“Because the shampoo is cheap. Thank goodness for just-in-time marketing. You should remember that from manufacturing.” Mr. Hargrove sliced the air with his left hand. “I receive exactly the right amount of product,” he sliced the air again with his right hand, “for exactly the right number of customers.” Dreamily he continued. “God bless those algorithms.”
“What is an algorithm?”
“My boy! It is the secret to the success of Patron Idorean, the genius father of all Idorean programs. It uses mathematical procedures to solve problems. In my case how much to buy for the number of customers I will have.”
“But how can it be so precise?”
“Statistics. Everything depends on the correct statistics. Collection, analysis, interpretation. Idorean does it all.”
The explanation demeaned me to a mathematical equation.
Needing laundry soap, I saw two brands to choose from. I usually chose the blue box, but wondered if the red box would do a better job of cleaning. I picked up the red box and headed for the checkout.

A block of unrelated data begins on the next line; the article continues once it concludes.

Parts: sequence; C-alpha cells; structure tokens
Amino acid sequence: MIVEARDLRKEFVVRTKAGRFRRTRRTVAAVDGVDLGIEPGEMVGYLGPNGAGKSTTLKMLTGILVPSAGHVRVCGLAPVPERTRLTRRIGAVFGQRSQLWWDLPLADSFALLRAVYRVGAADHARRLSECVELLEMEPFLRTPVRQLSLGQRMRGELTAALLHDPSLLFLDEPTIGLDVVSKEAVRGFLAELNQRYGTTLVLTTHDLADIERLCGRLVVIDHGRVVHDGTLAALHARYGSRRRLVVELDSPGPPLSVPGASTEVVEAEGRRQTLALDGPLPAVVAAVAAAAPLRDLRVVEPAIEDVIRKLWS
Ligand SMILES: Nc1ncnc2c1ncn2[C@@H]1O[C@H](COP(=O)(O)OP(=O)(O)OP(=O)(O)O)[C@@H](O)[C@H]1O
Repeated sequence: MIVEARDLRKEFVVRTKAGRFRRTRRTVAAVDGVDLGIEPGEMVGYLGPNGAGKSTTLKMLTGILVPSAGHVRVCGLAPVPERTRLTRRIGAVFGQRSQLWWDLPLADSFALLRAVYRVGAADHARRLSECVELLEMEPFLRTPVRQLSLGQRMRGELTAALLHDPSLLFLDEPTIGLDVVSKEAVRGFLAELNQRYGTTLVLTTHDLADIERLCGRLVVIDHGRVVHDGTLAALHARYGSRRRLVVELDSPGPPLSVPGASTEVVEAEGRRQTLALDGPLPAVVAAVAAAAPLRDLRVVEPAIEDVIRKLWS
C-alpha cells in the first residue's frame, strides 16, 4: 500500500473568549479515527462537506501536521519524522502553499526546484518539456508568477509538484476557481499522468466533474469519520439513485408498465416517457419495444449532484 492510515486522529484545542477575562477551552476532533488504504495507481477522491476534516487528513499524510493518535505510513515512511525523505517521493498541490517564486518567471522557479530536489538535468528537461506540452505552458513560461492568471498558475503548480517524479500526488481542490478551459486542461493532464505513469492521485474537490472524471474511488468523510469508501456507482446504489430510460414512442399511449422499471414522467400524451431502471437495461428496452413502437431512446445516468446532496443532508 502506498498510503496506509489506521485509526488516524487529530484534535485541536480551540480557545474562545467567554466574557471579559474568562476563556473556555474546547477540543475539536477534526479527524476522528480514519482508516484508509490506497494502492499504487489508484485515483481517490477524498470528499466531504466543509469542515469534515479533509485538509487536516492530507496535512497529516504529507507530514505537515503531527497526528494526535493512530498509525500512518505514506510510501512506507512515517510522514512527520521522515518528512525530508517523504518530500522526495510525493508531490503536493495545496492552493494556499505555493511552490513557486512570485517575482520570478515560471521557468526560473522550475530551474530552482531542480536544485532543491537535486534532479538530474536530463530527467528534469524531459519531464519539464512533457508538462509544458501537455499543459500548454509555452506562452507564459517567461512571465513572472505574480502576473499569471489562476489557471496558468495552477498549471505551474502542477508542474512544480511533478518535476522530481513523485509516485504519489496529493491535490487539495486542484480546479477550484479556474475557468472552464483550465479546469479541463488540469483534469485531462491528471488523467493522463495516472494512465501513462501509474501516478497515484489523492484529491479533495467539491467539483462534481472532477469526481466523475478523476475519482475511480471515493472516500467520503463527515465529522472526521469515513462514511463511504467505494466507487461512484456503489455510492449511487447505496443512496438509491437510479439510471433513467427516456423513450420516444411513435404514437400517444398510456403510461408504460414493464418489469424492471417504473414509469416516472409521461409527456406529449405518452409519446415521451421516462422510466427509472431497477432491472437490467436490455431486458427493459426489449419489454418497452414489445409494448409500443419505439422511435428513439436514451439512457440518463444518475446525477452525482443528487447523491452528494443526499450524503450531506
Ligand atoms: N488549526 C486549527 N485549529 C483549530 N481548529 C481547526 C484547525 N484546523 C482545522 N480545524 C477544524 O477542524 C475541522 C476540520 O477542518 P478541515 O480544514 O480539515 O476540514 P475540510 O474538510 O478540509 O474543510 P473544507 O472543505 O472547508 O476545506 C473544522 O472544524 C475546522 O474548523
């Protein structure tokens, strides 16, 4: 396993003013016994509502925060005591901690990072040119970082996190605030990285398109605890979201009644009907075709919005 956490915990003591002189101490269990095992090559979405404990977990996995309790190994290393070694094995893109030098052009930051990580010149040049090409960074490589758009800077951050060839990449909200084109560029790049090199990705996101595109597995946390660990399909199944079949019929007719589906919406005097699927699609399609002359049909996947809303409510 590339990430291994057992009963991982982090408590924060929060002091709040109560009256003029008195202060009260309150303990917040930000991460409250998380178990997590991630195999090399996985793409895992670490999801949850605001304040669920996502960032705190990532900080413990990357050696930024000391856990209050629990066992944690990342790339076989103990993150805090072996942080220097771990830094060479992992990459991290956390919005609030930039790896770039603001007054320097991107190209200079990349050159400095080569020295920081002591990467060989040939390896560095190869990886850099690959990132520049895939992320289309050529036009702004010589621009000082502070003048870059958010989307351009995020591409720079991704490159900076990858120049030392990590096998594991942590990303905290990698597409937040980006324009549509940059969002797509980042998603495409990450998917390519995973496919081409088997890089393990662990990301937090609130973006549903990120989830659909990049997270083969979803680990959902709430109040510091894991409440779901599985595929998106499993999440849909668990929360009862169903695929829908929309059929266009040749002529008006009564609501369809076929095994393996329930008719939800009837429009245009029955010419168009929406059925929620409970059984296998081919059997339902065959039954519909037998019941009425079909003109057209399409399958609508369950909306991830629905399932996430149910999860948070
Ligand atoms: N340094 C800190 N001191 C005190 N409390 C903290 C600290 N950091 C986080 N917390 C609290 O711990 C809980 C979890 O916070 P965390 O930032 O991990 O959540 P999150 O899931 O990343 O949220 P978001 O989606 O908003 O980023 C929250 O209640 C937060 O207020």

When the clerk scanned the barcode, an alarm like a school bell clanged next to my ears.
“Sorry Chris,” she yelled over the alarm. “I have to call Mr. Hargrove.”
The ringing in my ears deafened me as I waited for the manager.
When he arrived, the manager inserted a key to stop the alarm. “The program usually doesn’t make mistakes. Is this your usual brand of laundry detergent?”
“No.” I held up the red box. “I wondered if this would do a better job of cleaning hamburger grease from my shirt.”
“Retail Idorean knows best. Go back and pick up your usual brand.”
I walked the length of the store to snatch my usual brand. If I didn’t need to wash clothes, I would have left the box there. What would that do to its calculations? Maybe the computer would become angry too.
“Christopher. Christopher O’Brian. Wait up for me.” It was after work and I was on the sidewalk. The middle aged woman’s windblown long hair appeared as carelessness. Her clothes attempted to be stylish, but she was too fat and three years too late.